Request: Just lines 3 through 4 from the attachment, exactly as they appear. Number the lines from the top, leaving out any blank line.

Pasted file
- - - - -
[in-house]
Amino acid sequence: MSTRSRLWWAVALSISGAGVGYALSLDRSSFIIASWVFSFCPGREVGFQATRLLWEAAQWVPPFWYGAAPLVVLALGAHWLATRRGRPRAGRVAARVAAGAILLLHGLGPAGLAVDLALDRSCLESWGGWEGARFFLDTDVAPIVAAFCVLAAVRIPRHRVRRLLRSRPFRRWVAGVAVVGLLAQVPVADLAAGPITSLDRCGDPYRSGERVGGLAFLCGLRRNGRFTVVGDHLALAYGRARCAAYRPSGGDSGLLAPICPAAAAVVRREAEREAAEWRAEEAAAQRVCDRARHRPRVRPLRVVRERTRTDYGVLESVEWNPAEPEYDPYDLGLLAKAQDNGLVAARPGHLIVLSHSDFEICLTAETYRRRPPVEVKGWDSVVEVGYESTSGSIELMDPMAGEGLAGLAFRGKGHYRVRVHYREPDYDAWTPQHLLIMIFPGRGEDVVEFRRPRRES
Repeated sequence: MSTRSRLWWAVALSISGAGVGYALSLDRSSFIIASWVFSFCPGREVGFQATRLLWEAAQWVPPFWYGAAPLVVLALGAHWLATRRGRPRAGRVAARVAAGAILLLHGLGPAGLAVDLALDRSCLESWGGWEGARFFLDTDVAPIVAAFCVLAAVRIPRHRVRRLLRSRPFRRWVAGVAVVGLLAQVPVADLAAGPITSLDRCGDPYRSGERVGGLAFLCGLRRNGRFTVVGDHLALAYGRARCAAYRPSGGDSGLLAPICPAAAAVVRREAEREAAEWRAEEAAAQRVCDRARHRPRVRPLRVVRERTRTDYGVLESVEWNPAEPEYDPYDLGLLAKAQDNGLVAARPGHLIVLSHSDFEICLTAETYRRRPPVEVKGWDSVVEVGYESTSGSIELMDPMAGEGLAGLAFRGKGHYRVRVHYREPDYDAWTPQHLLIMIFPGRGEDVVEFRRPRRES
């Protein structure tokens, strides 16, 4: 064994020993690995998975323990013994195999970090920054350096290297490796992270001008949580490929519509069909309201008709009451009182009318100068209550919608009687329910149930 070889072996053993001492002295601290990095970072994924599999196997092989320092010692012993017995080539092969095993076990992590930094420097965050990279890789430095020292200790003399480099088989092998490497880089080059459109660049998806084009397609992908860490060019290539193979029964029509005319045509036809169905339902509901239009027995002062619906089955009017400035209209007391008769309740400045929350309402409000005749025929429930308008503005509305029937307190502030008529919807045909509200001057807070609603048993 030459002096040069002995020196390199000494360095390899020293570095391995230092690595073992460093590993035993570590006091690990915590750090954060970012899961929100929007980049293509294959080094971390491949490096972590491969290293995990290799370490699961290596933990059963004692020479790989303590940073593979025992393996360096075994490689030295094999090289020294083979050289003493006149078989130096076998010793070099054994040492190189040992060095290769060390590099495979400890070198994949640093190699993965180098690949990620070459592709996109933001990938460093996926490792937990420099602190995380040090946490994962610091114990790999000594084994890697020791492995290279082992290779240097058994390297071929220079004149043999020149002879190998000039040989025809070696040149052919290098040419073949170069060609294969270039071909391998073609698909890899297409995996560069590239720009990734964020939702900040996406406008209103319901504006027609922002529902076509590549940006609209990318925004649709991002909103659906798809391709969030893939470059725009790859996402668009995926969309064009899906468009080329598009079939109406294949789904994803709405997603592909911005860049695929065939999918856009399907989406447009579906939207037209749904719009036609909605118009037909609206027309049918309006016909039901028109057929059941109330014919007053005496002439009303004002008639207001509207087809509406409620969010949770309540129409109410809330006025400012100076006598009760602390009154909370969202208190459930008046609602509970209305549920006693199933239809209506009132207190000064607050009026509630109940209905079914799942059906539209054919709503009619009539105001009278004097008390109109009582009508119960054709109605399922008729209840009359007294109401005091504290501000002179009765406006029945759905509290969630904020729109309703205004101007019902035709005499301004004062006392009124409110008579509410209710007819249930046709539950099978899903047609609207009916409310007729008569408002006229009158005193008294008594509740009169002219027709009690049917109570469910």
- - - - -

Repeated sequence: MSTRSRLWWAVALSISGAGVGYALSLDRSSFIIASWVFSFCPGREVGFQATRLLWEAAQWVPPFWYGAAPLVVLALGAHWLATRRGRPRAGRVAARVAAGAILLLHGLGPAGLAVDLALDRSCLESWGGWEGARFFLDTDVAPIVAAFCVLAAVRIPRHRVRRLLRSRPFRRWVAGVAVVGLLAQVPVADLAAGPITSLDRCGDPYRSGERVGGLAFLCGLRRNGRFTVVGDHLALAYGRARCAAYRPSGGDSGLLAPICPAAAAVVRREAEREAAEWRAEEAAAQRVCDRARHRPRVRPLRVVRERTRTDYGVLESVEWNPAEPEYDPYDLGLLAKAQDNGLVAARPGHLIVLSHSDFEICLTAETYRRRPPVEVKGWDSVVEVGYESTSGSIELMDPMAGEGLAGLAFRGKGHYRVRVHYREPDYDAWTPQHLLIMIFPGRGEDVVEFRRPRRES
């Protein structure tokens, strides 16, 4: 064994020993690995998975323990013994195999970090920054350096290297490796992270001008949580490929519509069909309201008709009451009182009318100068209550919608009687329910149930 070889072996053993001492002295601290990095970072994924599999196997092989320092010692012993017995080539092969095993076990992590930094420097965050990279890789430095020292200790003399480099088989092998490497880089080059459109660049998806084009397609992908860490060019290539193979029964029509005319045509036809169905339902509901239009027995002062619906089955009017400035209209007391008769309740400045929350309402409000005749025929429930308008503005509305029937307190502030008529919807045909509200001057807070609603048993 030459002096040069002995020196390199000494360095390899020293570095391995230092690595073992460093590993035993570590006091690990915590750090954060970012899961929100929007980049293509294959080094971390491949490096972590491969290293995990290799370490699961290596933990059963004692020479790989303590940073593979025992393996360096075994490689030295094999090289020294083979050289003493006149078989130096076998010793070099054994040492190189040992060095290769060390590099495979400890070198994949640093190699993965180098690949990620070459592709996109933001990938460093996926490792937990420099602190995380040090946490994962610091114990790999000594084994890697020791492995290279082992290779240097058994390297071929220079004149043999020149002879190998000039040989025809070696040149052919290098040419073949170069060609294969270039071909391998073609698909890899297409995996560069590239720009990734964020939702900040996406406008209103319901504006027609922002529902076509590549940006609209990318925004649709991002909103659906798809391709969030893939470059725009790859996402668009995926969309064009899906468009080329598009079939109406294949789904994803709405997603592909911005860049695929065939999918856009399907989406447009579906939207037209749904719009036609909605118009037909609206027309049918309006016909039901028109057929059941109330014919007053005496002439009303004002008639207001509207087809509406409620969010949770309540129409109410809330006025400012100076006598009760602390009154909370969202208190459930008046609602509970209305549920006693199933239809209506009132207190000064607050009026509630109940209905079914799942059906539209054919709503009619009539105001009278004097008390109109009582009508119960054709109605399922008729209840009359007294109401005091504290501000002179009765406006029945759905509290969630904020729109309703205004101007019902035709005499301004004062006392009124409110008579509410209710007819249930046709539950099978899903047609609207009916409310007729008569408002006229009158005193008294008594509740009169002219027709009690049917109570469910």